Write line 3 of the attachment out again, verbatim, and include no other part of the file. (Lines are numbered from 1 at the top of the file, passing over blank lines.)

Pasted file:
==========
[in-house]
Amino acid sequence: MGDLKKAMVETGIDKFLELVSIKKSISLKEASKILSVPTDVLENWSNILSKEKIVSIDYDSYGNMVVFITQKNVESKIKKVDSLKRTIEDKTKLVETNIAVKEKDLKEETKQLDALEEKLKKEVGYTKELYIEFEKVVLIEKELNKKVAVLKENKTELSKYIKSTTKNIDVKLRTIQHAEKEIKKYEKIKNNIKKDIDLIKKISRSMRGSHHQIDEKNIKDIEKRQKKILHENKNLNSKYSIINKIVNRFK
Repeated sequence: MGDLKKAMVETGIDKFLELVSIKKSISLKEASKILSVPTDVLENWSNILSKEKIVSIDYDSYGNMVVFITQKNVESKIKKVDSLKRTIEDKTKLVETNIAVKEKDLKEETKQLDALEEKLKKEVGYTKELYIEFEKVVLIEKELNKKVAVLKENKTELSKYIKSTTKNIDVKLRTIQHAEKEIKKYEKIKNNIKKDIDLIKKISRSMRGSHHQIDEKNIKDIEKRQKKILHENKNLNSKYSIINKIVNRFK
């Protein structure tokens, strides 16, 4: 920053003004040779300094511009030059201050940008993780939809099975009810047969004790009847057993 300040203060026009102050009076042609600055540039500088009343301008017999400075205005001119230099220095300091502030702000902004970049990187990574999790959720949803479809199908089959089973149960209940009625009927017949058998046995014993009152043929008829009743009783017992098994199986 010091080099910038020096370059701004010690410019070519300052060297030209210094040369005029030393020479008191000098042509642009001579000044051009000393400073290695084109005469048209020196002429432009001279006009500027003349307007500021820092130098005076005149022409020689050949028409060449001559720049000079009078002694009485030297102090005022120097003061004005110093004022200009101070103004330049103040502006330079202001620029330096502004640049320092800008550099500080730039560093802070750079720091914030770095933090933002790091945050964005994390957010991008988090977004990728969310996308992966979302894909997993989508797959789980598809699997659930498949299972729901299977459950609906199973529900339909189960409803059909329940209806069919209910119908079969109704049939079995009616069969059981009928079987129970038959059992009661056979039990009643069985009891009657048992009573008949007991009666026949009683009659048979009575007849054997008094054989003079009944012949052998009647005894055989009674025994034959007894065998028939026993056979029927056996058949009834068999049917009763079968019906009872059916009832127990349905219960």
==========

Repeated sequence: MGDLKKAMVETGIDKFLELVSIKKSISLKEASKILSVPTDVLENWSNILSKEKIVSIDYDSYGNMVVFITQKNVESKIKKVDSLKRTIEDKTKLVETNIAVKEKDLKEETKQLDALEEKLKKEVGYTKELYIEFEKVVLIEKELNKKVAVLKENKTELSKYIKSTTKNIDVKLRTIQHAEKEIKKYEKIKNNIKKDIDLIKKISRSMRGSHHQIDEKNIKDIEKRQKKILHENKNLNSKYSIINKIVNRFK